It’s also fun to poke here at the conventions of psychological profiling based on the respective items each person chose to represent something about themselves. Many students opt for the safe route and just assemble fairly innocuous things, others take it a step farther and show specific book titles, or bottles of booze and favorite foods, toys and trinkets. This begins the insidious creep of injecting content into otherwise standard pieces, which is always encouraged and supported. “But what does it really MEAN?”
(As per Georgia O’Keefe’s rebuttal to Freudian projections – it’s just a flower folks).

Overall they met or exceeded expectations; only a few with problems, aside from the couple who spaced it out entirely. I have found that no matter how many times – usually both at the beginning and the end of the class – I make a point of reminding them of deadlines, and despite having it written down on all handouts, there will always be a couple that don’t stay on top of things. I don’t ever take it personally, and rarely cut anybody slack, but the subtle mental process of disengagement starts as at that point I’ll return the favor and not really take them seriously either.
This “dry-run” is also an opportunity to reiterate some of the more basic aspects like; making sure their names are on the pieces (helps if you want a grade), making sure the marks that are made are dark enough to be seen at a comfortable viewing distance, making extra sure that instructions as far as correct paper and size are met (a real quick way to get a D or F is to turn in something on 8.5 x 11” Xerox paper or newsprint as opposed to the 18 x 24” drawing paper, for example).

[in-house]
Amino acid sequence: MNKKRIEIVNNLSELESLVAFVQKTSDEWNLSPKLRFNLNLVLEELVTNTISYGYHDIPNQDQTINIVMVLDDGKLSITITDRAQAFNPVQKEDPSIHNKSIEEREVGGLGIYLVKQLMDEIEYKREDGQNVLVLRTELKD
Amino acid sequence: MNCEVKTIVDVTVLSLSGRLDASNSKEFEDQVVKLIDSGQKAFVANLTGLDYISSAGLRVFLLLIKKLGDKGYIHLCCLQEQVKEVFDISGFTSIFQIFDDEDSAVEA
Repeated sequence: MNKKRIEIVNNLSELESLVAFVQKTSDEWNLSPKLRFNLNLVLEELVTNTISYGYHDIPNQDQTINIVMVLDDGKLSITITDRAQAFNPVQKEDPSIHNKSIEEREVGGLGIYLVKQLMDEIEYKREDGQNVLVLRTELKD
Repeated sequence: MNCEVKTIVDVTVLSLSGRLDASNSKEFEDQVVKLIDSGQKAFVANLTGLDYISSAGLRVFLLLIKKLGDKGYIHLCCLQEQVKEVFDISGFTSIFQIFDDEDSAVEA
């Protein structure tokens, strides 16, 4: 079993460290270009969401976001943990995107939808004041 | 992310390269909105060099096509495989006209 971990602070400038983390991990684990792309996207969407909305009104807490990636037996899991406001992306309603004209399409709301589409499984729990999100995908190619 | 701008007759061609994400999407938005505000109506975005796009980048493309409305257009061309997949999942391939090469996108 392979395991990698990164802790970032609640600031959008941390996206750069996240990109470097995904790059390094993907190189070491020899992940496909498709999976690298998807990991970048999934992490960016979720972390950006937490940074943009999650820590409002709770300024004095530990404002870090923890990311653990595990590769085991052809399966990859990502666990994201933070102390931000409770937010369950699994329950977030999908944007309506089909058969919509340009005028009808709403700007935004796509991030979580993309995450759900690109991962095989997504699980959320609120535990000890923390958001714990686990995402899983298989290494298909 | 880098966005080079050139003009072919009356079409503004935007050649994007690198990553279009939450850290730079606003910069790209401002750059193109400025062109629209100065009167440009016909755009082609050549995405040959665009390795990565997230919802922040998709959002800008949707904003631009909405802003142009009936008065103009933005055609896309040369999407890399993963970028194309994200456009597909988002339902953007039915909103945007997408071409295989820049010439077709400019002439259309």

*Note: an excellent aide to showing corrections is to tack up a sheet of tracing paper directly over the drawing and illustrate helpful suggestions on possible improvements that way.

The pieces are finally collected and stashed in my drawer for grading before the next class, as I prefer to let a little time pass before looking at them objectively and in private. With more coffee.

“Do not fail, as you go on, to draw something every day, for no matter how little it is, it will be well worth while, and it will do you a world of good.” - Cennino Cennini

1 comment:

  1. The hellish part is seeing great stuff emerge in what began as a rough sketch on less than top-quality materials. I draw constantly. Often I have trouble recapturing the freshness of the crude sketch when I do what passes for a final rendering.

    As for final renderings and style, could one not make the case that any medium or material is legitimate? Only by accident does anything last much beyond its day anyway. For cartoons, the main criterion is that the original be reproducible for distribution in some form.